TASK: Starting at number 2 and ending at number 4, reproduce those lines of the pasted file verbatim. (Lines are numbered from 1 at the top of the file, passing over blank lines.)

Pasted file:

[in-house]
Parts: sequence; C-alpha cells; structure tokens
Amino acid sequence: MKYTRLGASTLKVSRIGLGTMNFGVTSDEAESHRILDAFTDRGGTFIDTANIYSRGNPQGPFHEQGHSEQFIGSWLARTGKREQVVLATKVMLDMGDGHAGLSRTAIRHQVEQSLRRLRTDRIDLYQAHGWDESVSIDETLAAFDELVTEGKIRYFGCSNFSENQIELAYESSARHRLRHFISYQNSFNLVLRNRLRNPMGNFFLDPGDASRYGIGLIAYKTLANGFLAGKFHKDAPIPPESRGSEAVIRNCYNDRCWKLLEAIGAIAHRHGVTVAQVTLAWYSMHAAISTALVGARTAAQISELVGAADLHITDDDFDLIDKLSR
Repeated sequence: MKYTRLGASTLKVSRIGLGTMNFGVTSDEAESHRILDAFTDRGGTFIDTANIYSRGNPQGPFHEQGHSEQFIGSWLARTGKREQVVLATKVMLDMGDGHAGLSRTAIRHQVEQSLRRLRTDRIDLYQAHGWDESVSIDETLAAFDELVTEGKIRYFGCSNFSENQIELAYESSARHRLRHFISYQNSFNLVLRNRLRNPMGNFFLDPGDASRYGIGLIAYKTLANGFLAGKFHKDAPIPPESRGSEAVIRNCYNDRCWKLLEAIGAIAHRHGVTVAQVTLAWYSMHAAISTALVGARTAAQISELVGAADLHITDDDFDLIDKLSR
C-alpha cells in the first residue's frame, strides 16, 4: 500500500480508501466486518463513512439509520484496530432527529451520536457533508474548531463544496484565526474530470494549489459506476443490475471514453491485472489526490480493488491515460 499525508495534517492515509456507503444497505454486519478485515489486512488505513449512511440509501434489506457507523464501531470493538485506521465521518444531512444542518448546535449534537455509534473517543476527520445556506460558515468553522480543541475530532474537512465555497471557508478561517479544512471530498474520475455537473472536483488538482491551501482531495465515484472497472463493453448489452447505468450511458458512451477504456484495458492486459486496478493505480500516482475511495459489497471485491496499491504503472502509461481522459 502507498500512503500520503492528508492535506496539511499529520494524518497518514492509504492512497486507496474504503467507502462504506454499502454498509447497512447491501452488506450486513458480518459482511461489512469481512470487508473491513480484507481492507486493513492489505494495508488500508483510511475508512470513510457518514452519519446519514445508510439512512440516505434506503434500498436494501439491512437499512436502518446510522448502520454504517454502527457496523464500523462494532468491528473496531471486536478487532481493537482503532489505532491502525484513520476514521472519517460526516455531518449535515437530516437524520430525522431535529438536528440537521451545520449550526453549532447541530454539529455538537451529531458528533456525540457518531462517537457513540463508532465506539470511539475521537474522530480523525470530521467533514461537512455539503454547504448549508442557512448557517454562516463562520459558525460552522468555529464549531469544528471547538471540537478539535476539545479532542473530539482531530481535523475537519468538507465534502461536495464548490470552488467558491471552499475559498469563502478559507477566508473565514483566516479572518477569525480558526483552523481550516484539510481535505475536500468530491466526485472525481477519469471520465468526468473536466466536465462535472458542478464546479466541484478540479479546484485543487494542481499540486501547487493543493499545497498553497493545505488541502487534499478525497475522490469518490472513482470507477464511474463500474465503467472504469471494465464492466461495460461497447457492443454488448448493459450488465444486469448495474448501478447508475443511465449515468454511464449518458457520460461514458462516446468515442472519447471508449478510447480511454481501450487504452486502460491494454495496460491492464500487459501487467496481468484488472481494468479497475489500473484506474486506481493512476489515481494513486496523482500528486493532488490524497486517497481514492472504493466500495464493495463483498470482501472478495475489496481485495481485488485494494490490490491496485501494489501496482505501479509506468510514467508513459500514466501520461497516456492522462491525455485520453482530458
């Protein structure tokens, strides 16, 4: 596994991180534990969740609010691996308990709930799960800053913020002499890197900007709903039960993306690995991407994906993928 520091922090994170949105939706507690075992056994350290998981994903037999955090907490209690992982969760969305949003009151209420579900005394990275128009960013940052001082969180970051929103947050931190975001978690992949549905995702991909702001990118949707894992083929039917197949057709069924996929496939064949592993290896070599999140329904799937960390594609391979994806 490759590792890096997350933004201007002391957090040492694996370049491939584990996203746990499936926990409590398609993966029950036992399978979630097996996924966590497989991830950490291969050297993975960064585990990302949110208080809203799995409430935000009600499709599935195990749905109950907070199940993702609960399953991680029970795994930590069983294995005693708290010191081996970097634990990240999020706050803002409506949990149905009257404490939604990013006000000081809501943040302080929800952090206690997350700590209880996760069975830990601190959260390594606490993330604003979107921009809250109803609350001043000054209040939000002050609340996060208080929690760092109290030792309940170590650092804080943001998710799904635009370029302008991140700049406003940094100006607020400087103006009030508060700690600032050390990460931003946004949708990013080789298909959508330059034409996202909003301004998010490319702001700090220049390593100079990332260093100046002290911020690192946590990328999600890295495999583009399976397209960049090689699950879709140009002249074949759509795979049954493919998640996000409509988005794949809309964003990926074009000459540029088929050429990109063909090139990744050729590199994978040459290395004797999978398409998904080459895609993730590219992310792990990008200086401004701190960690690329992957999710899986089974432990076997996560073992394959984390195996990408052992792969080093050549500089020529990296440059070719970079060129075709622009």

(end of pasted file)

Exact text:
Parts: sequence; C-alpha cells; structure tokens
Amino acid sequence: MKYTRLGASTLKVSRIGLGTMNFGVTSDEAESHRILDAFTDRGGTFIDTANIYSRGNPQGPFHEQGHSEQFIGSWLARTGKREQVVLATKVMLDMGDGHAGLSRTAIRHQVEQSLRRLRTDRIDLYQAHGWDESVSIDETLAAFDELVTEGKIRYFGCSNFSENQIELAYESSARHRLRHFISYQNSFNLVLRNRLRNPMGNFFLDPGDASRYGIGLIAYKTLANGFLAGKFHKDAPIPPESRGSEAVIRNCYNDRCWKLLEAIGAIAHRHGVTVAQVTLAWYSMHAAISTALVGARTAAQISELVGAADLHITDDDFDLIDKLSR
Repeated sequence: MKYTRLGASTLKVSRIGLGTMNFGVTSDEAESHRILDAFTDRGGTFIDTANIYSRGNPQGPFHEQGHSEQFIGSWLARTGKREQVVLATKVMLDMGDGHAGLSRTAIRHQVEQSLRRLRTDRIDLYQAHGWDESVSIDETLAAFDELVTEGKIRYFGCSNFSENQIELAYESSARHRLRHFISYQNSFNLVLRNRLRNPMGNFFLDPGDASRYGIGLIAYKTLANGFLAGKFHKDAPIPPESRGSEAVIRNCYNDRCWKLLEAIGAIAHRHGVTVAQVTLAWYSMHAAISTALVGARTAAQISELVGAADLHITDDDFDLIDKLSR